THIS isn’t the best day to write about running as I am suffering from that sporting complaint known as a bit of a sore knee. I have creaked before and will creak again. Most aches and pains can be run through, although some do sabotage you in the end.
Two stories about running come to mind as me and my potentially uncooperative knee sit down at the laptop, a sedentary occupation, if that’s what it is, and one that needs an occasional outdoors escape.
The first is the much-reported decision by Stoke Gifford parish council to ban its local parkrun. This has received widespread coverage and stirred up much anger.
Parkrun is a great idea, although I say that as someone who has never gone along. I am more of a solo pavement plodder, but I do like to put on my running shoes and get out once or twice a week.
This communal and volunteer-led event was established in 2004 in Teddington in south-west London. Parkrun is not a race but a free, timed 5k run, open to anyone who first logs onto its website.
What a tremendous movement – and moving is what it’s all about, getting people to take exercise in the company of others. It is not, as I understand it, competitive – your only opponent is yourself, or perhaps your desire to stay in bed at 9am on a Saturday rather than put on those shoes.
There are 850 parkruns around the world in 12 different countries, which is remarkable. So it will take more than a bunch of killjoy parish councillors in Bristol to spoil such a popular party. Parkrun does not charge those who take part and the organisers say that this free access encourages the least active members of society to start taking exercise, simply by logging on and turning up.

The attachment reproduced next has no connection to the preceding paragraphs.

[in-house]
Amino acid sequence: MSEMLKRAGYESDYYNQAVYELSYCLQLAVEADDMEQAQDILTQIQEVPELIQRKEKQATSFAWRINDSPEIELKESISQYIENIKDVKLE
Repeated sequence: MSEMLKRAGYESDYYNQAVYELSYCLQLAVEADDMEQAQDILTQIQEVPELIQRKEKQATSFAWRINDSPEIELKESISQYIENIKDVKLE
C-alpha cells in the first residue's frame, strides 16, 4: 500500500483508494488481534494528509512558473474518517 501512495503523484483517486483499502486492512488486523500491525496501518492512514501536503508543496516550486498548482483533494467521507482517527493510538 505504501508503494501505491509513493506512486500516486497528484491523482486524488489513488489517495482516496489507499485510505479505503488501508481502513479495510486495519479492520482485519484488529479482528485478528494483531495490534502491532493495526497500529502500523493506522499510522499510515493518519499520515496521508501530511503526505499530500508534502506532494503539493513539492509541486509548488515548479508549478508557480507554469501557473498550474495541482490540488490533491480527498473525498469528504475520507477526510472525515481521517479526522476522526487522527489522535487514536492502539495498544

I don’t know what manner of idiot sits on Stoke Gifford parish council, but went looking anyway. Perhaps I was hoping to find someone who looked like they could do with a bit of exercise.
Sadly, I discovered no pictorial evidence of slackness, but instead learnt that the parish sits to the north of Bristol and covers 1717 acres, a good figure it must be said, and contains Stoke Gifford, Little Stoke, Harry Stoke, Stoke Park and other areas not called Stoke. There are 15,500 inhabitants, many of whom like a Saturday morning run.
There are twelve local councillors, who between themselves cooked up quite a bit of negative publicity with their daft decision. They banned the local parkrun because of damage to paths and so on, saying that it is unfair that non-runners should pay for the wear and tear, thereby misunderstanding the nature of local democracy: not everyone does everything, but everyone should support everything if they can.
I see that the run took place anyway, moving to Pomphrey Hill Park in Mangotsfield. That’s the thing with runners – you can’t stop them. Whether the local councillors of Mangotsfield intend be miserable too is not recorded, but hopefully they will see the sense in allowing people to exercise and become a little fitter.
The other running story is that England Athletics has joined with the charity Mind to recruit 128 volunteers to do a bit of running and talking in the name of good mental health. This links to Run And Talk, a campaign to improve mental health through running.
Solo running brings mental health benefits too, clearing the head as the body gets on with its stuff, but running and talking is good too, and that is the idea with Run And Talk. Running is therapeutic in itself; running and talking things through doubly so.
Mostly I run alone with my music, but in the past I have run with friends. I should be running with friends on Saturday morning during a stay in Northumberland, dodgy knee permitting. Mind you they are a lot fitter than me and I don’t have much left in the way of breath for talking.